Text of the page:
By Julie Pike, editor-in-chief
After hearing the recent news that a vote within the Student Senate to disband the organization as an independent 501(c)(3) status, I felt compelled to share my opinion, and I figured that there’s no better way to do this than through my letter to our readers.
With this change, the Student Senate, as well as all other Student Government Association (SGA) entities, including the Free Press, would fall under the umbrella of the university. In the past these entities have existed separately. The official proposal, number 46.23, only officially came about a few weeks ago, although the idea had been in discussion for several months.
The Student Senate allocates funding from the Student Activity Fee, which all students pay as part of their tuition. Under this proposal the Senate would still continue to be in control of those funds. However, the question remains what this means for the other entities that are now considered under university control.
What this decision appears to mean is that our newspaper may soon face a dramatic change. We call ourselves the Free Press for a reason, and we want to keep it that way. If the university were to suddenly be able to have control over what we publish, it will be a direct violation of our First Amendment right.
We are a university newspaper in the fact that we report the news that’s relevant to our direct community, including students, staff and faculty. As we have run as a separate entity from the university, we have had the right to publish what we see deem newsworthy. It’s safe to say that we’ve published a few stories that may not paint the university in a positive light. However, our main goal as journalists is to simply publish the truth and inform our readers.
While what we publish may irritate some administrators, but no one can deny that we have a right to publish the facts. If there is something happening within the university that our community has a right to know, it is our duty to provide a platform that people can go to as a way to stay informed.
We may just be students who are producing a small university newspaper, but we are held to the same standards as bigger publications. We deserve to have the same rights.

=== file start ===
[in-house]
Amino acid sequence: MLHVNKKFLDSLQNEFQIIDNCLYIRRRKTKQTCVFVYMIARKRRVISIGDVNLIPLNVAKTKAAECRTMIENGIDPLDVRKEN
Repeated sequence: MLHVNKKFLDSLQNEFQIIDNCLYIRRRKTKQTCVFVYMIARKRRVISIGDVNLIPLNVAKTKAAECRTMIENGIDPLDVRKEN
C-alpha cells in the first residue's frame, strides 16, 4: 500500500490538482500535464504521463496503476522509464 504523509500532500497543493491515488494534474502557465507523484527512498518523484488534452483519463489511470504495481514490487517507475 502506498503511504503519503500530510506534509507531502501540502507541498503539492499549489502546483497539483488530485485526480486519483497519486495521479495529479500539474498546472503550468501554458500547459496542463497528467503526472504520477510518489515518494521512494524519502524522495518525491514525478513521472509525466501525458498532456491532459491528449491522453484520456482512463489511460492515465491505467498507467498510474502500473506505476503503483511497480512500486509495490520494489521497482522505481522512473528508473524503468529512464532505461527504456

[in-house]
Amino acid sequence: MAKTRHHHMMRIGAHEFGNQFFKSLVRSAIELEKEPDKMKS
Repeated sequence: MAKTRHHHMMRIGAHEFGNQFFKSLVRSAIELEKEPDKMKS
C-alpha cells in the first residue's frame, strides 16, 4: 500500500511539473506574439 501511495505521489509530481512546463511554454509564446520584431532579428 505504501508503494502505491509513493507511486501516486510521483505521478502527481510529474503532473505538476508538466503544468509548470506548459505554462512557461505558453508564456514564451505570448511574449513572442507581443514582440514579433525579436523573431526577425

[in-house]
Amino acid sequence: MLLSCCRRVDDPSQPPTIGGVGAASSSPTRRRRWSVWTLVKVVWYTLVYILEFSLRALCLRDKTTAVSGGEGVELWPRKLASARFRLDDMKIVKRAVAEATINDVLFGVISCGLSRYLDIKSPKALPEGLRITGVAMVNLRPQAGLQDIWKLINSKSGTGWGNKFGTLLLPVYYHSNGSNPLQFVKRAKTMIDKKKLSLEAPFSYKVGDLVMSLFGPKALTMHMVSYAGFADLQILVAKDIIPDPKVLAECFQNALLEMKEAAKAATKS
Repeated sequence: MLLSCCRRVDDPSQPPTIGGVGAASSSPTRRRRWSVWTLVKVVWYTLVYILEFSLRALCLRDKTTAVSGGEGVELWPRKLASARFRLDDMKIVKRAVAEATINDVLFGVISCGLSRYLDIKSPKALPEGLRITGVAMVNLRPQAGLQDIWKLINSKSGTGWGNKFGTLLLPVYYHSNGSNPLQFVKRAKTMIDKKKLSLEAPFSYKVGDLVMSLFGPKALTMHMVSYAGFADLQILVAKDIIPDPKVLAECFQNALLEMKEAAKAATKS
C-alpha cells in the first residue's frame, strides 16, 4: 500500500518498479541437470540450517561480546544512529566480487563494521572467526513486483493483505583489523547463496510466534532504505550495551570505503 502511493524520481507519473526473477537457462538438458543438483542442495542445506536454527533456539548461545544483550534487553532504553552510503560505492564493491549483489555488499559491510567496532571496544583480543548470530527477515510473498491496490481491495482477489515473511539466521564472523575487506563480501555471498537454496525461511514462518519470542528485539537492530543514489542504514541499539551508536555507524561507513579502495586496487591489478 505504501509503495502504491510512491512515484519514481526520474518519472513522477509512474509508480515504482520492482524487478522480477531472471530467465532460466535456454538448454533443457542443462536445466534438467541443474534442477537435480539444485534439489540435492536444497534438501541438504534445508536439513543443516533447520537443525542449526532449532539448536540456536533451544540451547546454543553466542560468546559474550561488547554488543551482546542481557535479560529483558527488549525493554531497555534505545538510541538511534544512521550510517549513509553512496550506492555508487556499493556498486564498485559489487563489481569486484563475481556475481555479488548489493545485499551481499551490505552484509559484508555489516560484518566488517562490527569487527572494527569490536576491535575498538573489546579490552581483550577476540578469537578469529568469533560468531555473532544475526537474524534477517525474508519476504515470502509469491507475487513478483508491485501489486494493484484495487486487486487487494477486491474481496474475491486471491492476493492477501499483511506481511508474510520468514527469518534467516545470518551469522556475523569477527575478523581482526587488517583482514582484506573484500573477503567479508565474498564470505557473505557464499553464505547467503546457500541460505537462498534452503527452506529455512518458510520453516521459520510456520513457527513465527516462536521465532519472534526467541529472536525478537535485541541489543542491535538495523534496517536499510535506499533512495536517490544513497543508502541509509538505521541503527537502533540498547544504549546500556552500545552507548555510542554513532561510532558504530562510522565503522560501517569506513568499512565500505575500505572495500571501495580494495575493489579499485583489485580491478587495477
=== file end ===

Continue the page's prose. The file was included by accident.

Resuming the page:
Not only could this decision impact what we can publish, but the access to our funding becomes unsure. While we are allotted a certain amount from the Student Activity Fee, we raise a lot of outside funding, especially from advertising.
This proposal is presented as a way to simplify the finances for the Student Senate and the SGA. Our funds would now transfer over to the university controlled MaineStreet. While this proposal does not explicitly express that the university is going to have any direct control over these entities, it makes the possibility of that more likely.
There was a case recently at a Kentucky university, where their student newspaper had abruptly half of their funding taken out of their reserves by the university to help their budget deficit.
USA Today reported that at the University of North Carolina-Asheville, students from their school newspaper had to have their questions for when they interviewed administrators screened by the public relations office, who would rewrite any questions they didn’t like.
Faculty advisors from West Virginia’s Fairmont State University have been fired from their positions as a result of backlash from the university. In one instance it was because students had reported about a toxic mold problem that was making people sick in a dormitory.
What I fear is if the university has access or control to our funding, that there could be retaliation if we publish something that reflects the university in a negative way, even if it is one that is true. For this proposal to gain the support of the Free Press, there needs to be clear guidelines and rules stating that we will still be operating as a separate entity aside from how our finances are kept. If these guidelines aren’t clearly stated and the proposal remains too vague, that leaves the door open for the university to step in and control what we publish.
In my First Amendment class, we had a recent discussion about prior restraint, which is suppression of material from being published on the basis that it is libelous or could cause harm. The Supreme Court has had numerous cases regarding prior restraint in which they have supported their ruling that it is unconstitutional, except for in extreme cases, such as national security issues.
Restraining our right to publish is an outcome that I hope this proposal will not bring to the Free Press. I hope that throughout these changes to our financial system, that we can truly remain a “free” press.